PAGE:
----- Original Message -----
>I think as soon as you start talking about credit you're already at much
>lower level than is appropriate for the messenger API. The messenger
>interface has API doc in both C and python and they both describe the
>semantics of recv without making any mention of the term credit. In fact
>that term doesn't appear anywhere in the messenger API or docs, only in the
>On Tue, Feb 26, 2013 at 9:34 AM, Michael Goulish <mgoul...@redhat.com>wrote:
>> One hole that I feel like I'm seeing in the messenger
>> interface concerns credit.
>> I have a way of using credit to set a max number of
>> messages that a recv call should return in one gulp,
>> or a way of doing ... something that I'm still figuring
>> out ... by setting credit=-1.
>> What I don't have is any way of getting guidance about
>> what effect my credit allocation is having.
>> A messenger app might have some flexibility in how
>> much time it spends servicing incoming messages vs.
>> time it spends doing its own processing, and it might
>> be able to allocate more time to servicing incoming
>> messages if it knows more about what's happening.
>What's the distinction between "servicing incoming messages" and "doing its
>own processing"? 

Apps that use messaging have work to do other than handling messages.
The work that they do is what they get paid for -- the messaging is
how they communicate with their peers to get new work to do, or subcontract
out tasks, or whatever.

An app has a fixed amount of compute power available that it has to
allocate between doing its payload work, and looking at incoming messages.
( Or maybe nodes can request more compute power, but they have to know 
that they need it. )

In some applications you can make tradeoffs.  Do your own work faster,
and thus be able to handle more incoming requests.  Or do it more
thoroughly and handle fewer tasks.  ( example: a machine vision
system where I want to use messaging can choose more expensive operations
in hopes of getting a slightly more accurate result. But if it is building
up a large number of incoming requests, it can choose to go cheap-and-fast.)

It seems to me that one of the fundamental questions that a communicating
node has to ask, to be a good citizen of the network, is "How many people
are *trying* to talk to me?"    A count of the messages that *could* have
been given to you if you had made the N in recv() larger.

Yes, so as you say below  "a count of remotely blocked messages".
If that could be exposed without a philosophy-violation, then I vote for it.

Otherwise, a node has a way of saying how many messages we will take,
but no way to get knowledge about what effect that decision is having on 
its customers. 

*** Now maybe *** concerns about congestion in the network should be handled
at a higher level.  i.e. the manager sees that node A is building up a backlog 
of messages trying to get to it -- so he fires off another copy of node A
and reroutes some of the load.     

But I thought it would be nice to allow the network designer the option of 
putting some of that intelligence right at node A.  So it could say something 
like "Oh crap, look at all the requests waiting for me!  I've gotta speed up!"

>I'm struggling to imagine a scenario where such a division
>would be discretely controlled as opposed to say things happening in
>different threads. That aside, I'm also not sure how that would play into
>credit. Credit is really a measure of how many messages the receiver can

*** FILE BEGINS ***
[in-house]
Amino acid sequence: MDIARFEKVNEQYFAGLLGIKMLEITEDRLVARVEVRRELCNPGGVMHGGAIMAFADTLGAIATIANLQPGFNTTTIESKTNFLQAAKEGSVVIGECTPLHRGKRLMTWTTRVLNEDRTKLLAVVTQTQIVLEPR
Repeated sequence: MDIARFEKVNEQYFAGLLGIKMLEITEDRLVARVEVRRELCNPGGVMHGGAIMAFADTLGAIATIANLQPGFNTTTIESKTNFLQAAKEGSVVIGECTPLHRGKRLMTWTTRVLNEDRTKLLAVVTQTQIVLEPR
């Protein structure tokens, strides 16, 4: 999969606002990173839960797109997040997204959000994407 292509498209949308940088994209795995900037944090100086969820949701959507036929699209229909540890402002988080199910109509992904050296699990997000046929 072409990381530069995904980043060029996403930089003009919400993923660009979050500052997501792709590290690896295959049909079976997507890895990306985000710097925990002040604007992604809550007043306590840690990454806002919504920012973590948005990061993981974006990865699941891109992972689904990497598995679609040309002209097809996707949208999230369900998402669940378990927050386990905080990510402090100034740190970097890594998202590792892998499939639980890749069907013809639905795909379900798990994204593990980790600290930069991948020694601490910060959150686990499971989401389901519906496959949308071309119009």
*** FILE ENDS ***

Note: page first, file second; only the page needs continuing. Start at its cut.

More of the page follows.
>handle at any given point, and doesn't necessarily relate at all to how
>many incoming messages are available, e.g. just because you allocate 1000
>units of credit doesn't mean there are any messages to handle. The number
>of actual messages currently being buffered would seem to be much more
>relevant to any sort of manual allocation of processing, and this is
>directly available through the API already via the incoming field.
>Alternatively, it might want to set the credit allocated
>> per recv call based on the number of current incoming
>> links.  ( And assume that the credit will be distributed
>> round-robin across all incoming links. )
>> Would it be practical / desirable / catastrophic
>> to expose current backlog or number of incoming links,
>> or both, at the messenger level ?
>What do you mean by backlog? If you're talking about messages buffered by
>the messenger, this is already available through the incoming field. If
>you're talking about remotely blocked messages, then we could certainly
>expose an aggregate count without violating any philosophy, however I think
>it would be a major issue if any but the most advanced/obscure scenarios
>would actually require using such a thing.
>> Or would that violate part of the messenger API philosophy?
>> ( And if so, what is that philosophy?  I want to be able
>> to explain it. )
>I would say the philosophy is the same as in brokered messaging. The user
>just wants to focus on processing messages and shouldn't have to care about
>where they are coming from or how they arrive.
>Imagine a messenger app that is configured with one or more subscriptions
>and processes whatever messages arrive. You could pass that app an address
>of "amqp://~" or "amqp://foobroker/queue". In the former case
>incoming messages will be arriving to the messenger on potentially
>thousands of connections and links. In the latter case messages will be
>arriving to the messenger on a single link over one connection. If you have
>to alter your application code for the different scenarios then I would say
>we've failed to provide a sufficient messenger implementation.
>I would also point out that in the latter scenario you are still funneling
>all the messages into a single queue and you still need to solve the very
>same credit allocation issues. That queue just happens to reside in a
>remote broker rather than locally colocated with the messenger.

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